Kim Salsbury and Haley Lemle, left to right, point to Lemle's name at the Intel International Science and Engineering Fair in Phoenix. Haley Lemle/Courtesy
Kim Salsbury and Haley Lemle, left to right, point to Lemle’s name at the Intel Inter­na­tional Science and Engi­neering Fair in Phoenix.
Haley Lemle/Courtesy

A local Jackson College student has com­peted her way up the pecking order with an unusual subject matter — chickens.

Com­peting as part of the Future Farmers of America, Haley Lemle, 18, has won or placed in a variety of science com­pe­ti­tions, most recently placing fourth in the national FFA com­pe­tition. Her project studied whether feeding peanut products to chickens might result in aller­genic meat.

“The chickens fed peanut flour and peanut oil both had peanut allergen in them,” Lemle said. “So, when they were fed peanuts, it did transfer into the meat.”

Using peanut products to feed poultry is becoming increas­ingly popular, according to Lemle, which may cause problems for those with nut allergies.

“[It’s] not that the peanut industry is doing any­thing bad, there’s just a lot of people that don’t know,” Lemle said. “I feel like this is important just to anyone with allergies.”

Lemle first entered her project into the FFA state com­pe­tition in March, where she won first place in the Food Products cat­egory. She also entered the South­eastern Michigan Science Fair the same weekend, winning first in Zoology.

This allowed her to attend the State of Michigan Science fair, where she won first again, qual­i­fying for the Intel Inter­na­tional Science and Engi­neering Fair, although she did not place. Lemle placed fourth at the national FFA com­pe­tition, running Oct. 19 — 22.

“I was aiming for the top three, but I didn’t get ques­tions I could expand on,” she said in a message. “Overall, I’m happy I placed so high.”

Lemle used 60 chickens to conduct her exper­iment. Although she orig­i­nally planned on using peanut meal, she had to use peanut flour instead. This quickly caused problems.

“As I was going along, I noticed the chickens weren’t eating the peanut flour, and they were smaller, because they wouldn’t eat as much,” Lemle said.

She switched some of the chickens over to peanut oil instead, splitting her chickens into three groups: those eating plain food, those eating food sup­ple­mented with peanut flour, and those eating food sup­ple­mented with peanut oil.

Although this means she can’t compare all aspects of the data, Lemle still feels that her study has meaning.

“Right now, peanut allergies in the US are increasing, so it’s some­thing that’s kind of a bad com­bi­nation,” she said. “The peanut industry wants to push their products, and if the chickens eat them, and then someone who has peanut allergies eats them, it could be a really bad sit­u­ation.”

Self-reported peanut allergies have doubled between 1997 and 2002, according to a study done by the National Center for Biotech­nology Infor­mation.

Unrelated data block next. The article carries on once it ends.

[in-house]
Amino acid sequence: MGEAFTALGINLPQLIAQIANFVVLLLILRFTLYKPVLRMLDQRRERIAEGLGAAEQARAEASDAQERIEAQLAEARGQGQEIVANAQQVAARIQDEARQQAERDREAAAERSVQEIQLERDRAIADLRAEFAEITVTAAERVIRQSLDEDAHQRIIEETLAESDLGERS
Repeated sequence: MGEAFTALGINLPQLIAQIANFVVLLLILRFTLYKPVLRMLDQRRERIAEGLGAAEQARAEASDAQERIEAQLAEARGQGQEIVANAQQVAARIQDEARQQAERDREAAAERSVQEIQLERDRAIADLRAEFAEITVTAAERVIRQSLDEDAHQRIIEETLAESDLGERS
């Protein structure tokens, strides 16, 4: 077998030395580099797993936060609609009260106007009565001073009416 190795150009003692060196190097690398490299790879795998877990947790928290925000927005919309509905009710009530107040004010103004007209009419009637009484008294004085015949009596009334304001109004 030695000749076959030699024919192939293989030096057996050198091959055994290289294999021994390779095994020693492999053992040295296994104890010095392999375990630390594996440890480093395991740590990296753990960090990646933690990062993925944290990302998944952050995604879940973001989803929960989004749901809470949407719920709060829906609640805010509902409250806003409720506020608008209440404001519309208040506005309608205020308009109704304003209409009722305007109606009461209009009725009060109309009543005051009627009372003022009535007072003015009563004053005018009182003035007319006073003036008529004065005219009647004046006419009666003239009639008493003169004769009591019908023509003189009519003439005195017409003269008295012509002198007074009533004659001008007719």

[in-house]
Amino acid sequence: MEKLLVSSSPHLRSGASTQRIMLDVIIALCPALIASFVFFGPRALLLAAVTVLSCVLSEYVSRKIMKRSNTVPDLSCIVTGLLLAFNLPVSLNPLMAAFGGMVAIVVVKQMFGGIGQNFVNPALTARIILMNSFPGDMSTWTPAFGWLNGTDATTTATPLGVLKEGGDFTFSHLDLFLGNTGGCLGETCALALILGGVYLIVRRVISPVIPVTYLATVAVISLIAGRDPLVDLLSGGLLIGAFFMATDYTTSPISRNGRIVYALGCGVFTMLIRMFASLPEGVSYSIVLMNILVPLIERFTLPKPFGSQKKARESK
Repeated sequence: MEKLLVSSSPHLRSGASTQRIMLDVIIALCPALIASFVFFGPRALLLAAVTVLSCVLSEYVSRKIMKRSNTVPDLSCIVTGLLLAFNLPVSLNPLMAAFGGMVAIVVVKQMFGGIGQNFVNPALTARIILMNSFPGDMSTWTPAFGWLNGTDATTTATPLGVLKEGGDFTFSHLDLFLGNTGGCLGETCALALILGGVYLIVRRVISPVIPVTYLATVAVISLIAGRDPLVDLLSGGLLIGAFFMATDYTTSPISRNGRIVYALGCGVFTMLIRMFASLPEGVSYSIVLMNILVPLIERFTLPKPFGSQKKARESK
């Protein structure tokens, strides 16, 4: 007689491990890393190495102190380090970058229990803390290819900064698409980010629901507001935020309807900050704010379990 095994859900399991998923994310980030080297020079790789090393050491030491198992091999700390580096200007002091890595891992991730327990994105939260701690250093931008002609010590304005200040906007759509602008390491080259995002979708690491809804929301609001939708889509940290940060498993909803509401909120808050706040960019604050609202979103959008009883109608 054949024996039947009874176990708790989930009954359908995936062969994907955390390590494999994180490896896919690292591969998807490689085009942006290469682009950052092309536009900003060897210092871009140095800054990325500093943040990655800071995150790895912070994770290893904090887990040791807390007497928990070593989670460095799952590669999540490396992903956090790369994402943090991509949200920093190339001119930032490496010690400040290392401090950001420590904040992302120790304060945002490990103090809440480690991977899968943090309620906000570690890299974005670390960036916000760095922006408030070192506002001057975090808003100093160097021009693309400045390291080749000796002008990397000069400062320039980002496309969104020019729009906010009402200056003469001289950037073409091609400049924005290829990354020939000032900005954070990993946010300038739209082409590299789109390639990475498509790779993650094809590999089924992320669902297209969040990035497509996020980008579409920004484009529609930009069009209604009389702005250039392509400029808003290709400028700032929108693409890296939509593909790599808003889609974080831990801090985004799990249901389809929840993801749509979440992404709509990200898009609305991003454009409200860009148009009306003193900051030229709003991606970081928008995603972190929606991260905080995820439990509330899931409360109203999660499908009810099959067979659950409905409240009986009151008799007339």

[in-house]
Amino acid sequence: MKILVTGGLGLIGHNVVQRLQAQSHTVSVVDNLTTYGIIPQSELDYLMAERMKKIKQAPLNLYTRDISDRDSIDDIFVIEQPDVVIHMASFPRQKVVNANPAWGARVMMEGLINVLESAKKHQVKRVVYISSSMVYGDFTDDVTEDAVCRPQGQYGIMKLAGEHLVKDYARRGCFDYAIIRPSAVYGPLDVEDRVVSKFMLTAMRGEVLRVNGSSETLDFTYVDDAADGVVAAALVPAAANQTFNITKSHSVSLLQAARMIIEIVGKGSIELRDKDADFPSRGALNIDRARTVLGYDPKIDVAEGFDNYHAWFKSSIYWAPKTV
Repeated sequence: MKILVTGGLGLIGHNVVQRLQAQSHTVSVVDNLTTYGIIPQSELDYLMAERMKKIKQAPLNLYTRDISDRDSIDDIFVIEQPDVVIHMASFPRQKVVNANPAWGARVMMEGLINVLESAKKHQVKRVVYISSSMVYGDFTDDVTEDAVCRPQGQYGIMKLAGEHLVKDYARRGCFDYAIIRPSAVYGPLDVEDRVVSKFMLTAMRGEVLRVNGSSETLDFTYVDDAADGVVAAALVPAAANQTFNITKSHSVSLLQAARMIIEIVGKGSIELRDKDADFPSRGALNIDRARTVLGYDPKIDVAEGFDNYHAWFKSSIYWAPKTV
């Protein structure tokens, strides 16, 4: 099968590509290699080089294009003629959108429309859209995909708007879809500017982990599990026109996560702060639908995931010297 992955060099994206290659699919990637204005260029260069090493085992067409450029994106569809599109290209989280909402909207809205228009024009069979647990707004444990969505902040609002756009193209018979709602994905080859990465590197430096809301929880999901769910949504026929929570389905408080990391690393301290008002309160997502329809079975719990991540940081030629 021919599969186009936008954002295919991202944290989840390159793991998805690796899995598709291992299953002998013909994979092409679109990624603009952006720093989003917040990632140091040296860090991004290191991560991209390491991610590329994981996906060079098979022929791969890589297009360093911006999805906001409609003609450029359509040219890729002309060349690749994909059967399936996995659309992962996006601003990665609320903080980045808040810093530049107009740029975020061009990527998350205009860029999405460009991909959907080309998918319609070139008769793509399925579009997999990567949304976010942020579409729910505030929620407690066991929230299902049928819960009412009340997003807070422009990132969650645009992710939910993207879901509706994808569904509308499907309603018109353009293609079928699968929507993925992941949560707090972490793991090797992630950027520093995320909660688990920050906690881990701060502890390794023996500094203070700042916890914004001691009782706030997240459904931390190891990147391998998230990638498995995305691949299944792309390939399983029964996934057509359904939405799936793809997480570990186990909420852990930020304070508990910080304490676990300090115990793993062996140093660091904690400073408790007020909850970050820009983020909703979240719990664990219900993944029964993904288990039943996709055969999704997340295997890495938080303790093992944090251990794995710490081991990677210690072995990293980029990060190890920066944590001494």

Others, though, would like to see more testing. Lemle’s FFA advisor, Kim Salsbury, 50, points out that the pre­cursory nature of the exper­iment should be con­sidered.

“It’s important for people that are feeding their chickens to under­stand that the peanut allergen can show up, and we really don’t want to use peanut products in our feed,” Salsbury said. “Because it’s a pre­lim­inary project, I would suggest repeated trials before we go out in public. So it would need to be repeated again.”

Doing the project was ben­e­ficial for Lemle anyways though, Salsbury said.  

“Haley suc­ceeded in learning the sci­en­tific process,” Salsbury said. “She went through the steps of what you would do if you were going to major in science. Several of her science classes, you do cookbook labs or take notes, but you don’t really get your hands wet with science. That’s probably the most important thing she learned.”

A self-pro­claimed poultry geek, Lemle has been working with chickens for as long as she can remember.

“My first memory really is when my parents got me chickens, and that was my whole world,” she said. “I’ve always been a science geek, so I would have my science books and I would play with my chickens.”

Lemle cur­rently has 30 pet chickens and is con­sid­ering studying poultry science.

“[This type of study is] a new and upcoming thing,” Lemle said. “it’s important because we haven’t tested this kind of thing before.”

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Jordyn Pair
Jordyn Pair is from Milford, Michigan and plans to study Rhetoric and Public Address and Journalism. She has previously written for Spinal Column and The Madonna Herald, Madonna University's school newspaper. She enjoys writing, photography, and videography, as well as choir, martial arts, and blogging. She plans to pursue a career in journalism. email: | twitter: @jordynpair